Correlation between the Weiner processes for the underlying asset and its variance, specified as a scalar numeric.

Data Types: double

Name-Value Pair Arguments

Specify optional comma-separated pairs of Name,Value arguments. Name is the argument name and Value is the corresponding value. Name must appear inside quotes. You can specify several name and value pair arguments in any order as Name1,Value1,...,NameN,ValueN.

Example: [PriceSens,PriceGrid,AssetPrices,Variances,Times] = optSensByHestonFD(Rate,AssetPrice,Settle,ExerciseDates,OptSpec,Strike,V0,ThetaV,Kappa,SigmaV,RhoSV,'Basis',7)

Day-count basis of the instrument, specified as the comma-separated pair consisting of 'Basis' and a scalar using a supported value:

  • 0 = actual/actual

  • 1 = 30/360 (SIA)

  • 2 = actual/360

  • 3 = actual/365

  • 4 = 30/360 (PSA)

  • 5 = 30/360 (ISDA)

  • 6 = 30/360 (European)

  • 7 = actual/365 (Japanese)

  • 8 = actual/actual (ICMA)

  • 9 = actual/360 (ICMA)

  • 10 = actual/365 (ICMA)

  • 11 = 30/360E (ICMA)

  • 12 = actual/365 (ISDA)

  • 13 = BUS/252

For more information, see Basis.

Data Types: double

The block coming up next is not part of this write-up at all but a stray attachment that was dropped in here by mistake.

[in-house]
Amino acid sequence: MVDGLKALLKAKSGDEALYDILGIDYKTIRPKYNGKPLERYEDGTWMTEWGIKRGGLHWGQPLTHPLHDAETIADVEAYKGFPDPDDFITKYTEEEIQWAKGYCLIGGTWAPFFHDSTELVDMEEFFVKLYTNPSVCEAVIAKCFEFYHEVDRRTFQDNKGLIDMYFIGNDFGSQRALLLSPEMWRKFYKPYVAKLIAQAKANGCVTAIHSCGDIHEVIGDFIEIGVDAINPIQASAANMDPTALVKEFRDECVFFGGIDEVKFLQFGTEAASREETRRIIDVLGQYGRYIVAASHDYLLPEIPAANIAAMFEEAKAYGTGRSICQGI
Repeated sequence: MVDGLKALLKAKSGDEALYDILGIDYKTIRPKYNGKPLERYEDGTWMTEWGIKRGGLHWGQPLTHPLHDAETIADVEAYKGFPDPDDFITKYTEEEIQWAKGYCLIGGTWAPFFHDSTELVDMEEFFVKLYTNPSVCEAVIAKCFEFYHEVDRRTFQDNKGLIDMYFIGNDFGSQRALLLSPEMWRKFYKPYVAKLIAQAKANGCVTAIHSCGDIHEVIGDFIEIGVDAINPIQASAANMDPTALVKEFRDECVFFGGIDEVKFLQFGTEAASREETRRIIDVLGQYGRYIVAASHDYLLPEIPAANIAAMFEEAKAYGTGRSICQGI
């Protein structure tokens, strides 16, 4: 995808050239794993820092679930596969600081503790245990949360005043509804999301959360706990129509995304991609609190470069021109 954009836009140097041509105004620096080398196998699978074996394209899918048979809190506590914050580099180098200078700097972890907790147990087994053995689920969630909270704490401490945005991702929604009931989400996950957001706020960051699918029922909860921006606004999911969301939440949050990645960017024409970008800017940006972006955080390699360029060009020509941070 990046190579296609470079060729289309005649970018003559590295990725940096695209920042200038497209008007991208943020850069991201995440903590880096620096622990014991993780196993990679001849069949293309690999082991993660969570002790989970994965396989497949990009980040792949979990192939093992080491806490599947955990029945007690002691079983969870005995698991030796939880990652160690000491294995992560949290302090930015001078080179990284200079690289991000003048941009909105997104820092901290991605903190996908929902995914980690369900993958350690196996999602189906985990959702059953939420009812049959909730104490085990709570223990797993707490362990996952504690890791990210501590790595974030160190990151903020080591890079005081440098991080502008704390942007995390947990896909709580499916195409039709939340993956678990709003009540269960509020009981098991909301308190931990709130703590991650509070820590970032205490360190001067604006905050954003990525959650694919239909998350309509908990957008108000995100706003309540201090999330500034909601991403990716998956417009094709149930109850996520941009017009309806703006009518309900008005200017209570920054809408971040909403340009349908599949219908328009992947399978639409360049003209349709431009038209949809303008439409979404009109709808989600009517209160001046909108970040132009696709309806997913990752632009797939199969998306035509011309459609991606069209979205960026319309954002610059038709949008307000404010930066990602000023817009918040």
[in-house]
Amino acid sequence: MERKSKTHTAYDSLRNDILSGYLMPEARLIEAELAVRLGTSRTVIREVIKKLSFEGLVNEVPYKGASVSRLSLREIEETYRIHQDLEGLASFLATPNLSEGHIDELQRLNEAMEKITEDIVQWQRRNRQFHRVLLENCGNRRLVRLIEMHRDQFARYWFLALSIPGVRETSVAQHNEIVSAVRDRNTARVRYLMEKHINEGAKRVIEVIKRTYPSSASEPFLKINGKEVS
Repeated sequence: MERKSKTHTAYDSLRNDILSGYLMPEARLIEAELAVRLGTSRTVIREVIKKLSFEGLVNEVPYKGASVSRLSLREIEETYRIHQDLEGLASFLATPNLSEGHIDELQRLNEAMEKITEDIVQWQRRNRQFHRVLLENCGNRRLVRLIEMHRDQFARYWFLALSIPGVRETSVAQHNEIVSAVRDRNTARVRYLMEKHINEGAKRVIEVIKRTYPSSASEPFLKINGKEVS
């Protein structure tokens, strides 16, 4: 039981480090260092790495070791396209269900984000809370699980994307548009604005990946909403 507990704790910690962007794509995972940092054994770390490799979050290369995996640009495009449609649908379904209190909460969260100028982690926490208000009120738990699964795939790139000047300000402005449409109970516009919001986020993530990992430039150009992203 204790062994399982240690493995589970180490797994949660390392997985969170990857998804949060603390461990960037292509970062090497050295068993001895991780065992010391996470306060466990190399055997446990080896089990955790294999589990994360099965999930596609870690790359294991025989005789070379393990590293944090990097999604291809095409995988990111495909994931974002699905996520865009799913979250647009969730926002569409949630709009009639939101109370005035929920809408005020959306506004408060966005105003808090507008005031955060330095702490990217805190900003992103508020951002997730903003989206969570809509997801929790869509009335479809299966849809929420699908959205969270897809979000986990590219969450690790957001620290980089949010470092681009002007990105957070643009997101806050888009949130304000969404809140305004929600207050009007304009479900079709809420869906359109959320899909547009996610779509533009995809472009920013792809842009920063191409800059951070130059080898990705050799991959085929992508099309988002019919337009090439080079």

Continuously compounded underlying asset yield, specified as the comma-separated pair consisting of 'DividendYield' and a scalar numeric.

Note

If you enter a value for DividendYield, then set DividendAmounts and ExDividendDates = [ ] or do not enter them. If you enter values for DividendAmounts and ExDividendDates, then set DividendYield = 0.

Data Types: double

Cash dividend amounts, specified as the comma-separated pair consisting of 'DividendAmounts' and a NDIV-by-1 vector.

Note

Each dividend amount must have a corresponding ex-dividend date. If you enter values for DividendAmounts and ExDividendDates, then set DividendYield = 0.

Data Types: double

Ex-dividend dates, specified as the comma-separated pair consisting of 'ExDividendDates' and a NDIV-by-1 vector of serial date numbers, character vectors, string arrays, or datetime arrays.

Data Types: double | char | string | datetime

Maximum price for price grid boundary, specified as the comma-separated pair consisting of 'AssetPriceMax' and a positive scalar.

Data Types: single | double

Maximum variance to use for variance grid boundary, specified as the comma-separated pair consisting of 'VarianceMax' as a scalar numeric.

Data Types: double

Size of the asset grid for finite difference grid, specified as the comma-separated pair consisting of 'AssetGridSize' and a scalar numeric.

Data Types: double

Number of nodes for the variance grid for finite difference grid, specified as the comma-separated pair consisting of 'VarianceGridSize' and a scalar numeric.

Data Types: double

Number of nodes of the time grid for finite difference grid, specified as the comma-separated pair consisting of 'TimeGridSize' and a positive numeric scalar.

Data Types: double

Option type, specified as the comma-separated pair consisting of 'AmericanOpt' and a scalar flag with one of these values: